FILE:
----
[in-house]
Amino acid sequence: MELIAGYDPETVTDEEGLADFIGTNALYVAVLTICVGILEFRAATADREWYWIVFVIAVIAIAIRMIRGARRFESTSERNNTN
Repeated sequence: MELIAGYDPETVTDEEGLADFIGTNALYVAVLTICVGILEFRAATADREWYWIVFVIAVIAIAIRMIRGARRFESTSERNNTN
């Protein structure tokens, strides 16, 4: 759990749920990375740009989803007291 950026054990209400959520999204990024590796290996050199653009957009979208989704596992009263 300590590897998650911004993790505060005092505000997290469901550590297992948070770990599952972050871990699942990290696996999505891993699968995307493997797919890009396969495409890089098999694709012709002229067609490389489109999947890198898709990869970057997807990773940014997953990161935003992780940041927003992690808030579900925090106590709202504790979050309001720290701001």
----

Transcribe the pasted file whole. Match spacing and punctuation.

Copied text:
[in-house]
Amino acid sequence: MELIAGYDPETVTDEEGLADFIGTNALYVAVLTICVGILEFRAATADREWYWIVFVIAVIAIAIRMIRGARRFESTSERNNTN
Repeated sequence: MELIAGYDPETVTDEEGLADFIGTNALYVAVLTICVGILEFRAATADREWYWIVFVIAVIAIAIRMIRGARRFESTSERNNTN
């Protein structure tokens, strides 16, 4: 759990749920990375740009989803007291 950026054990209400959520999204990024590796290996050199653009957009979208989704596992009263 300590590897998650911004993790505060005092505000997290469901550590297992948070770990599952972050871990699942990290696996999505891993699968995307493997797919890009396969495409890089098999694709012709002229067609490389489109999947890198898709990869970057997807990773940014997953990161935003992780940041927003992690808030579900925090106590709202504790979050309001720290701001």